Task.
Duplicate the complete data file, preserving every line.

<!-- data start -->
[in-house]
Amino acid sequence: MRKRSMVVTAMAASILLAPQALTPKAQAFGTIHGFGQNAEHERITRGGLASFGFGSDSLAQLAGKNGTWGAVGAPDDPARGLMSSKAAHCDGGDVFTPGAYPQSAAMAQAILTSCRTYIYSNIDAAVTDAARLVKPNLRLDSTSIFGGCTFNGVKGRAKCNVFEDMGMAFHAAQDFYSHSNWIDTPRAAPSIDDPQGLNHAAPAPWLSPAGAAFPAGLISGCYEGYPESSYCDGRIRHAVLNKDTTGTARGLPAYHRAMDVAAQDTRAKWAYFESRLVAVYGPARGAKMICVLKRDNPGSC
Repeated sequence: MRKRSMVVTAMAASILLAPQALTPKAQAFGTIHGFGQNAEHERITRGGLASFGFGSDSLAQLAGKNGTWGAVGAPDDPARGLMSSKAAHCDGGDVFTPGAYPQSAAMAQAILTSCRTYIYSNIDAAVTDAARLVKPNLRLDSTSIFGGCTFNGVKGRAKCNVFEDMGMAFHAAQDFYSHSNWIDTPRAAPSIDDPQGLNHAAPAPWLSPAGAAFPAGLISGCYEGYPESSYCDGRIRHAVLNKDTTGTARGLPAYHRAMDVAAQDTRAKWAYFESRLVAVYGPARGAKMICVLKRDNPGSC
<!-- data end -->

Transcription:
[in-house]
Amino acid sequence: MRKRSMVVTAMAASILLAPQALTPKAQAFGTIHGFGQNAEHERITRGGLASFGFGSDSLAQLAGKNGTWGAVGAPDDPARGLMSSKAAHCDGGDVFTPGAYPQSAAMAQAILTSCRTYIYSNIDAAVTDAARLVKPNLRLDSTSIFGGCTFNGVKGRAKCNVFEDMGMAFHAAQDFYSHSNWIDTPRAAPSIDDPQGLNHAAPAPWLSPAGAAFPAGLISGCYEGYPESSYCDGRIRHAVLNKDTTGTARGLPAYHRAMDVAAQDTRAKWAYFESRLVAVYGPARGAKMICVLKRDNPGSC
Repeated sequence: MRKRSMVVTAMAASILLAPQALTPKAQAFGTIHGFGQNAEHERITRGGLASFGFGSDSLAQLAGKNGTWGAVGAPDDPARGLMSSKAAHCDGGDVFTPGAYPQSAAMAQAILTSCRTYIYSNIDAAVTDAARLVKPNLRLDSTSIFGGCTFNGVKGRAKCNVFEDMGMAFHAAQDFYSHSNWIDTPRAAPSIDDPQGLNHAAPAPWLSPAGAAFPAGLISGCYEGYPESSYCDGRIRHAVLNKDTTGTARGLPAYHRAMDVAAQDTRAKWAYFESRLVAVYGPARGAKMICVLKRDNPGSC